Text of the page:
Saturday, June 8, 2024

Kit Angst: Don’t Make Me Choose My Children


All the media I'm currently carrying: Slender, lightweight pencils vs. heavy, bulky markers, especially my favorite Faber-Castell Pitt Dual Marker (near center) and several acrylic markers.

It has probably been a couple of years since I started using my super-slimmed-down pandemic-edition sketch kit as my ongoing daily-carry. With a watercolor pencil-focused kit, my bag was both lightweight and slender. I could easily carry both an A6-size Hahnemühle sketchbook for colored sketches and an Uglybook for quick, tonal sketches and not feel the bulk or weight on my fitness walks. Everything I needed for spontaneous walk-sketches as well as planned destinations like Urban Sketchers outings were with me at all times without constant shuffling of materials from bag to bag. I had finally found my sketch kit/bag sweet spot, and I was extremely satisfied.

Until a couple of months ago – when on-location comics came into my life. Although I tried water-soluble graphite briefly, it just doesn’t have the strong, high-contrast look that I love about markers for the comics format. Black or dark brush pens and markers used with white and a bright contrasting color on a midtone-colored Uglybook: That’s still my favorite look so far. And the issue is that markers and brush pens are bulkier than pencils.

Tight and overstuffed.

I haven’t been using pencils nearly as much as I used to, mainly because when making comics, colored Uglybooks pack so much punch without any additional color. If I remove all my colored and graphite pencils, the markers have plenty of space and even room to grow. But every now and then I still want to use color on white paper in a more traditional way, so if I’m going to continue carrying pencils, I must also continue carrying a white sketchbook.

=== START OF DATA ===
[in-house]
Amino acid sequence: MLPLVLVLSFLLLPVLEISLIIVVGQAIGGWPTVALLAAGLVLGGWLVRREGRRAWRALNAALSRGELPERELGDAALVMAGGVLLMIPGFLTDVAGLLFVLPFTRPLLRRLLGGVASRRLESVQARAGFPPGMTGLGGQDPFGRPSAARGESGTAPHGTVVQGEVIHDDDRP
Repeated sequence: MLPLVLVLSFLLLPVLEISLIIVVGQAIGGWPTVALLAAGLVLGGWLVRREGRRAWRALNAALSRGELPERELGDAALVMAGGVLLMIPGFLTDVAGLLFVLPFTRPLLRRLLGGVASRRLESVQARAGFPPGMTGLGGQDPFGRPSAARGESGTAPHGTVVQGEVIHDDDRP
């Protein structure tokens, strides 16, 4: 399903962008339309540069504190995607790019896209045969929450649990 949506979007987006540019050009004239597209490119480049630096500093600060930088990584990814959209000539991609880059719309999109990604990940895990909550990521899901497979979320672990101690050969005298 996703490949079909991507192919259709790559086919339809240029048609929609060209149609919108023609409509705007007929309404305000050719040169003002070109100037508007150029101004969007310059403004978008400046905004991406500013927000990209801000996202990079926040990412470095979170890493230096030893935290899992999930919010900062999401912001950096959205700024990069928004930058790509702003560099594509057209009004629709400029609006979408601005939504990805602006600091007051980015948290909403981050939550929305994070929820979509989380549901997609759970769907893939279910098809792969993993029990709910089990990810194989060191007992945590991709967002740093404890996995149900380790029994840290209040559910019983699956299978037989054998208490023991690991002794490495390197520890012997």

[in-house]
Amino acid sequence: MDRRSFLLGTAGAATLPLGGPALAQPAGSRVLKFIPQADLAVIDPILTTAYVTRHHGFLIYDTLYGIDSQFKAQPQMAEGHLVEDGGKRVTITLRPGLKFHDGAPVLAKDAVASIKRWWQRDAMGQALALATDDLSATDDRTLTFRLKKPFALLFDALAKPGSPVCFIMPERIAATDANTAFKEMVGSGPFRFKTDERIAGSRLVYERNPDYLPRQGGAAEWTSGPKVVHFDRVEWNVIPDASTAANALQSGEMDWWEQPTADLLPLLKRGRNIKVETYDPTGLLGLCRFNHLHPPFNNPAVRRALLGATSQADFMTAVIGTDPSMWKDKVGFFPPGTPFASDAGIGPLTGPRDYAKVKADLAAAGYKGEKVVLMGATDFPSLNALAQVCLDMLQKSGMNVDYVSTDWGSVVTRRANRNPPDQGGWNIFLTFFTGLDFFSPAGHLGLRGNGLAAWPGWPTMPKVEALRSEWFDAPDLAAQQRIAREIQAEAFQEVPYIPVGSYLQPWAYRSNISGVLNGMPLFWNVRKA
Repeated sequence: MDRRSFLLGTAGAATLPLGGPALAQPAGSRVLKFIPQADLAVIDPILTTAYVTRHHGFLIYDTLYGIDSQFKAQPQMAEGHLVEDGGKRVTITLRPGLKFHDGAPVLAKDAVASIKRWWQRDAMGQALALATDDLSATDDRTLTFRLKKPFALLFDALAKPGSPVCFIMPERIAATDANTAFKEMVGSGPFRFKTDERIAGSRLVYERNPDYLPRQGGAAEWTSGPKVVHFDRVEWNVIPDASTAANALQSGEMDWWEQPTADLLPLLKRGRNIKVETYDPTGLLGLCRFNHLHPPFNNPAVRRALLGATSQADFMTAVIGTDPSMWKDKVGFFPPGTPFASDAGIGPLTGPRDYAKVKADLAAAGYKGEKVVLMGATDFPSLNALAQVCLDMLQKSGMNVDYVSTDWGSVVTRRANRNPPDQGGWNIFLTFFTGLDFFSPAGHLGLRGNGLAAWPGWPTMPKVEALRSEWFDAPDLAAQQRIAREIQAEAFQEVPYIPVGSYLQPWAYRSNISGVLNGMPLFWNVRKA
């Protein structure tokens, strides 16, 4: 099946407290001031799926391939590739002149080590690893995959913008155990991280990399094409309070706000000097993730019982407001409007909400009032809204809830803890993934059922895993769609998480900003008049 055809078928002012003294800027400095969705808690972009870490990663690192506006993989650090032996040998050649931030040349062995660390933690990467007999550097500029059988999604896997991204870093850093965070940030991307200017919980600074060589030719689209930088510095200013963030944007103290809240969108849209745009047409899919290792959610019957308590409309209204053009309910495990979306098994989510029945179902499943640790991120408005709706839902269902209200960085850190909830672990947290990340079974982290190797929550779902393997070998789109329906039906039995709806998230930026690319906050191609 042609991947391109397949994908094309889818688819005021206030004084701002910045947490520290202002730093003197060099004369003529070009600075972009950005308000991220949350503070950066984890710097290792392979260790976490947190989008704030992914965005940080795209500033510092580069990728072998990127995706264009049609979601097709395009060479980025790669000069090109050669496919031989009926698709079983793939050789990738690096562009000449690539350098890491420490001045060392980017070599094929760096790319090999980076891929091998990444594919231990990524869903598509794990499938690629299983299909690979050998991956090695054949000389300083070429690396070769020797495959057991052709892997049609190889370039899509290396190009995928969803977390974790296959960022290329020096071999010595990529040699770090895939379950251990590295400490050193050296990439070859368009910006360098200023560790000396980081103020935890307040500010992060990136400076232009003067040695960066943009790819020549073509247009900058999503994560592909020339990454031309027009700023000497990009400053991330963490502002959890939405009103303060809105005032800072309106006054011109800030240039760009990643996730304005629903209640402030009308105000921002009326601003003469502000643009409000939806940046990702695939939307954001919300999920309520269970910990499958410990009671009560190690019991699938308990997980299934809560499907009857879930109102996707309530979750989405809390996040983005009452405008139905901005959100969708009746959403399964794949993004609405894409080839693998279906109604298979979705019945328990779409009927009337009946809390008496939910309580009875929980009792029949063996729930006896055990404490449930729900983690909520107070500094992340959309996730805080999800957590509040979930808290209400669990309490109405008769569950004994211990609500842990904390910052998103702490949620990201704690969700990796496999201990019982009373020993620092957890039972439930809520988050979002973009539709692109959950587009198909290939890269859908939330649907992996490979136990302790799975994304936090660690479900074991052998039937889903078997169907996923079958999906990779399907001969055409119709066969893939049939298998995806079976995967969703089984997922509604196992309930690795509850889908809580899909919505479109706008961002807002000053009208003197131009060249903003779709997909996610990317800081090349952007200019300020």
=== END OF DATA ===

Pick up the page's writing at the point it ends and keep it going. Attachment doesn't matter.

Arrghhh!! Don’t make me choose among my children!

My bag was getting so stuffed that I could barely push my hand in; something had to be done. For now, I’ve kept all the media, but I’ve replaced the bulkier A6 Hahnemühle with a white Uglybook. It’s slim and light, but as you can see from the photo below, the pages buckle even with light washes, and the sizing isn’t ideal. It certainly can’t take the kind of spritzing I like to do with watercolor pencils, so it’s a big compromise. The bag, however, already feels less bulky and more comfortable to use and carry.

Hahnemuhle and Uglybook

A6 Hahnemuhle (with my own sticker) and
Uglybook (sticker by Draplin Design Co.)

Hahnemuhle at left is much bulkier, but the slim, white
Uglybook (which I've been using for skyscapitos with watercolor pencils) can't take much water.

The new (probably temporary) daily-carry: Two Uglybooks

Quite a while back, I had bought some Hahnemühle 100 percent cotton paper (the same as what’s in my A6 daily-carry) in pad form. My intention was to try stitching some simple signatures (which I did for many years until 2019) in an A6-ish size. Maybe the time has come to finally do it.

The new daily-carry: Lighter and slimmer, but compromised.

Since I’m showing you my daily-carry bag, it’s a good opportunity to show off my latest Rickshaw purchases. No, not more bags – eyeglass Coozy Cases! Rickshaw has long been known in the fountain pen community for its plush-lined Coozies, rolls and other cases for pampered pens. Then at least a year ago, owner Mark Dwight teased on social media a prototype of an eyeglass Coozy. I did my share of shouting my approval in the comments (and also reminded him periodically, in case he forgot).